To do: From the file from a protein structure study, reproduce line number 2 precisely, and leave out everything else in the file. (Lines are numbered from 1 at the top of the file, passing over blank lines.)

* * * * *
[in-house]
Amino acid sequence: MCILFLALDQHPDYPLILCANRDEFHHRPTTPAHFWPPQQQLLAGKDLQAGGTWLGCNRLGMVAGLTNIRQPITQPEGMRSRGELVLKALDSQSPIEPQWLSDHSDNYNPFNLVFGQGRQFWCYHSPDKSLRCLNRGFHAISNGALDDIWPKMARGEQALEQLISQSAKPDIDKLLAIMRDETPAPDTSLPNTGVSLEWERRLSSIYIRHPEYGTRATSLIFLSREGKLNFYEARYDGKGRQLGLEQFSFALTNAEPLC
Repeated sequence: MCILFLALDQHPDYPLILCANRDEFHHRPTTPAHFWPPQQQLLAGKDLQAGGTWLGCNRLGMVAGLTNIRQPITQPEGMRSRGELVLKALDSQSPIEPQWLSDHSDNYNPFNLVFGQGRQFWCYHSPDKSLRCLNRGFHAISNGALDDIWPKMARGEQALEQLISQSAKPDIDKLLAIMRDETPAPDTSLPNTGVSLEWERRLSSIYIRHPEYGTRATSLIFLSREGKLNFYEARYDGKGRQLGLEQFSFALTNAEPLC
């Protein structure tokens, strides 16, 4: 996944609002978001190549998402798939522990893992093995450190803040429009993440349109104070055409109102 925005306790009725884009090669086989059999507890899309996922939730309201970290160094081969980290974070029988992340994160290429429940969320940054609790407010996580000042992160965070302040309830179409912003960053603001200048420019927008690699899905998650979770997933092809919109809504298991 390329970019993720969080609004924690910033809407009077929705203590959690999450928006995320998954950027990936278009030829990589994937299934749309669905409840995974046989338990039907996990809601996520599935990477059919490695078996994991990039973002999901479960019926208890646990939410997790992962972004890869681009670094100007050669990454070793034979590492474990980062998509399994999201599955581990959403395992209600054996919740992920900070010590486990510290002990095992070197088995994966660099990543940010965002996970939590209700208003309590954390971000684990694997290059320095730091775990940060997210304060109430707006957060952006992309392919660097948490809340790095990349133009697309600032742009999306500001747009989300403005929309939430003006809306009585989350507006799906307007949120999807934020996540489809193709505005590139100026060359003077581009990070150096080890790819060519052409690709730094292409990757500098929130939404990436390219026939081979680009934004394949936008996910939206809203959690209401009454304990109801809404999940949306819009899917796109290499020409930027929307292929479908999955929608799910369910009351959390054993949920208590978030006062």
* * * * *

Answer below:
Amino acid sequence: MCILFLALDQHPDYPLILCANRDEFHHRPTTPAHFWPPQQQLLAGKDLQAGGTWLGCNRLGMVAGLTNIRQPITQPEGMRSRGELVLKALDSQSPIEPQWLSDHSDNYNPFNLVFGQGRQFWCYHSPDKSLRCLNRGFHAISNGALDDIWPKMARGEQALEQLISQSAKPDIDKLLAIMRDETPAPDTSLPNTGVSLEWERRLSSIYIRHPEYGTRATSLIFLSREGKLNFYEARYDGKGRQLGLEQFSFALTNAEPLC